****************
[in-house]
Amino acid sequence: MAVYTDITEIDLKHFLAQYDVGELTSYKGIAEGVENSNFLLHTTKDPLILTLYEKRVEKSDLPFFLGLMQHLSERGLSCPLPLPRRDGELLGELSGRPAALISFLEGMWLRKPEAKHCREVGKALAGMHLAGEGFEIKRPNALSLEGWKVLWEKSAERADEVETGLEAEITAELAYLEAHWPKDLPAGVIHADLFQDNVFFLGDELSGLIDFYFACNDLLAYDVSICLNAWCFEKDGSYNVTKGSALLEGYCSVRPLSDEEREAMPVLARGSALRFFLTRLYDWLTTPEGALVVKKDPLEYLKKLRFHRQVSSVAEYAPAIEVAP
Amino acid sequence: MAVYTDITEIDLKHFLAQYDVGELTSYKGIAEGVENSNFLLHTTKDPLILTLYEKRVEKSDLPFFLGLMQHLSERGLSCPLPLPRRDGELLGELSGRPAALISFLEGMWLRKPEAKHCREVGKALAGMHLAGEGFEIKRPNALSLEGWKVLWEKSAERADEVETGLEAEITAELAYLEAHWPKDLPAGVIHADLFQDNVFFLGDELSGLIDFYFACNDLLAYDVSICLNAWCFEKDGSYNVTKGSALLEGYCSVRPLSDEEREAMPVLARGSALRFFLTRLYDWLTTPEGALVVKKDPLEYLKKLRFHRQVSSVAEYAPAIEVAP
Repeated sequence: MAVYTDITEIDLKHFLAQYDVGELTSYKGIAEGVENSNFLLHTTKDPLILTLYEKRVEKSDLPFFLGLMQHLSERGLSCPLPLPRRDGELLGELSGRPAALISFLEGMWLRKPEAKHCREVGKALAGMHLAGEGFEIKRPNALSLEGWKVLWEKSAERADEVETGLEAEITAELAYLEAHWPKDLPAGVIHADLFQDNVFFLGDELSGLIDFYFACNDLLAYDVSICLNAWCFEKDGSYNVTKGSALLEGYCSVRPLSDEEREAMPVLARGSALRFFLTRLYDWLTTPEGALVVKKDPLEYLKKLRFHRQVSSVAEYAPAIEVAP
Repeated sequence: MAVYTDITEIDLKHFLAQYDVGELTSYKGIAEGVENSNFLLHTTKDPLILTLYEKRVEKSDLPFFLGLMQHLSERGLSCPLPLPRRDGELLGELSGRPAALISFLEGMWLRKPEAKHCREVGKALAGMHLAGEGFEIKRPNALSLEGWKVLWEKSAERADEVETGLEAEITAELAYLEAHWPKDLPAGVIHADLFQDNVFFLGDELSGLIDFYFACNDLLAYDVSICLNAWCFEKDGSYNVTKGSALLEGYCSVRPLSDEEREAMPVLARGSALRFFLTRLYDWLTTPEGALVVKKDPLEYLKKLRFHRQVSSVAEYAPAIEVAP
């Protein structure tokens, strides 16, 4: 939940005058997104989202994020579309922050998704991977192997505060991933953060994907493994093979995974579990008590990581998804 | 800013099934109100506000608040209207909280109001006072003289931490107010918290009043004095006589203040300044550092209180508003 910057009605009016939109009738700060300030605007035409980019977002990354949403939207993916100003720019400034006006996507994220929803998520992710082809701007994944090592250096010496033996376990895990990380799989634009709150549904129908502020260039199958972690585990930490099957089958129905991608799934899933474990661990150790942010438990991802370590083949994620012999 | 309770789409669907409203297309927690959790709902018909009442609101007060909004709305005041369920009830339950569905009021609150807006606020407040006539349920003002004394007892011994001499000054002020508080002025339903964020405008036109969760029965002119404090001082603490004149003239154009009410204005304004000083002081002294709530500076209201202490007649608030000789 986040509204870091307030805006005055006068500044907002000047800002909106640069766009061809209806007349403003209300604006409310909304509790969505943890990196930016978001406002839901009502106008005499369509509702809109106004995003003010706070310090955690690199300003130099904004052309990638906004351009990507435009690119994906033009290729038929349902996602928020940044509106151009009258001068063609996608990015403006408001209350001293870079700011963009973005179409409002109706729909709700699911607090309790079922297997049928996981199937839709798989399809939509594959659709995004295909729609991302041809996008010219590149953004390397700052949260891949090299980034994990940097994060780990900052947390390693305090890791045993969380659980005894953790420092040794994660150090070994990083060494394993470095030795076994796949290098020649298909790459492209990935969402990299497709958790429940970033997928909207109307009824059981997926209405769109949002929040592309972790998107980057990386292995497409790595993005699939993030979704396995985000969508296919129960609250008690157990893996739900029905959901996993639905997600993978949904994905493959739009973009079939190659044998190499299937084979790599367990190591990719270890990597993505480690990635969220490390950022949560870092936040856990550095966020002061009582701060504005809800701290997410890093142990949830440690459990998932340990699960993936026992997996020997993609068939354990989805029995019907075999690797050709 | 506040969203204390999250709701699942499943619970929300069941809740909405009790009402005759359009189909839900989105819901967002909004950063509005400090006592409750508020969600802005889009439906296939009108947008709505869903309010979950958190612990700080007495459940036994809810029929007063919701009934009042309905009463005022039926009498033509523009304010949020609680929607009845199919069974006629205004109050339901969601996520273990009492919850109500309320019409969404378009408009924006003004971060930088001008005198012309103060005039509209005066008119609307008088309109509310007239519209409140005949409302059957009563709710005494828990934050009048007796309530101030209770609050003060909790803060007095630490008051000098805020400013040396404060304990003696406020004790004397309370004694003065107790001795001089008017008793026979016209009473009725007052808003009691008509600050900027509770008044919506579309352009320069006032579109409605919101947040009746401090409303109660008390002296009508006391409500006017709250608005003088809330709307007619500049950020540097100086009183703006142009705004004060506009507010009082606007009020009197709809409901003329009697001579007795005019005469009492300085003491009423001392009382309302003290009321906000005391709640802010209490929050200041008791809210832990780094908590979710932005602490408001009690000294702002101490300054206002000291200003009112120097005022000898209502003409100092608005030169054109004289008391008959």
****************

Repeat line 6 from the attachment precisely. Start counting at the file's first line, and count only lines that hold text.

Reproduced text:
């Protein structure tokens, strides 16, 4: 939940005058997104989202994020579309922050998704991977192997505060991933953060994907493994093979995974579990008590990581998804 | 800013099934109100506000608040209207909280109001006072003289931490107010918290009043004095006589203040300044550092209180508003 910057009605009016939109009738700060300030605007035409980019977002990354949403939207993916100003720019400034006006996507994220929803998520992710082809701007994944090592250096010496033996376990895990990380799989634009709150549904129908502020260039199958972690585990930490099957089958129905991608799934899933474990661990150790942010438990991802370590083949994620012999 | 309770789409669907409203297309927690959790709902018909009442609101007060909004709305005041369920009830339950569905009021609150807006606020407040006539349920003002004394007892011994001499000054002020508080002025339903964020405008036109969760029965002119404090001082603490004149003239154009009410204005304004000083002081002294709530500076209201202490007649608030000789 986040509204870091307030805006005055006068500044907002000047800002909106640069766009061809209806007349403003209300604006409310909304509790969505943890990196930016978001406002839901009502106008005499369509509702809109106004995003003010706070310090955690690199300003130099904004052309990638906004351009990507435009690119994906033009290729038929349902996602928020940044509106151009009258001068063609996608990015403006408001209350001293870079700011963009973005179409409002109706729909709700699911607090309790079922297997049928996981199937839709798989399809939509594959659709995004295909729609991302041809996008010219590149953004390397700052949260891949090299980034994990940097994060780990900052947390390693305090890791045993969380659980005894953790420092040794994660150090070994990083060494394993470095030795076994796949290098020649298909790459492209990935969402990299497709958790429940970033997928909207109307009824059981997926209405769109949002929040592309972790998107980057990386292995497409790595993005699939993030979704396995985000969508296919129960609250008690157990893996739900029905959901996993639905997600993978949904994905493959739009973009079939190659044998190499299937084979790599367990190591990719270890990597993505480690990635969220490390950022949560870092936040856990550095966020002061009582701060504005809800701290997410890093142990949830440690459990998932340990699960993936026992997996020997993609068939354990989805029995019907075999690797050709 | 506040969203204390999250709701699942499943619970929300069941809740909405009790009402005759359009189909839900989105819901967002909004950063509005400090006592409750508020969600802005889009439906296939009108947008709505869903309010979950958190612990700080007495459940036994809810029929007063919701009934009042309905009463005022039926009498033509523009304010949020609680929607009845199919069974006629205004109050339901969601996520273990009492919850109500309320019409969404378009408009924006003004971060930088001008005198012309103060005039509209005066008119609307008088309109509310007239519209409140005949409302059957009563709710005494828990934050009048007796309530101030209770609050003060909790803060007095630490008051000098805020400013040396404060304990003696406020004790004397309370004694003065107790001795001089008017008793026979016209009473009725007052808003009691008509600050900027509770008044919506579309352009320069006032579109409605919101947040009746401090409303109660008390002296009508006391409500006017709250608005003088809330709307007619500049950020540097100086009183703006142009705004004060506009507010009082606007009020009197709809409901003329009697001579007795005019005469009492300085003491009423001392009382309302003290009321906000005391709640802010209490929050200041008791809210832990780094908590979710932005602490408001009690000294702002101490300054206002000291200003009112120097005022000898209502003409100092608005030169054109004289008391008959």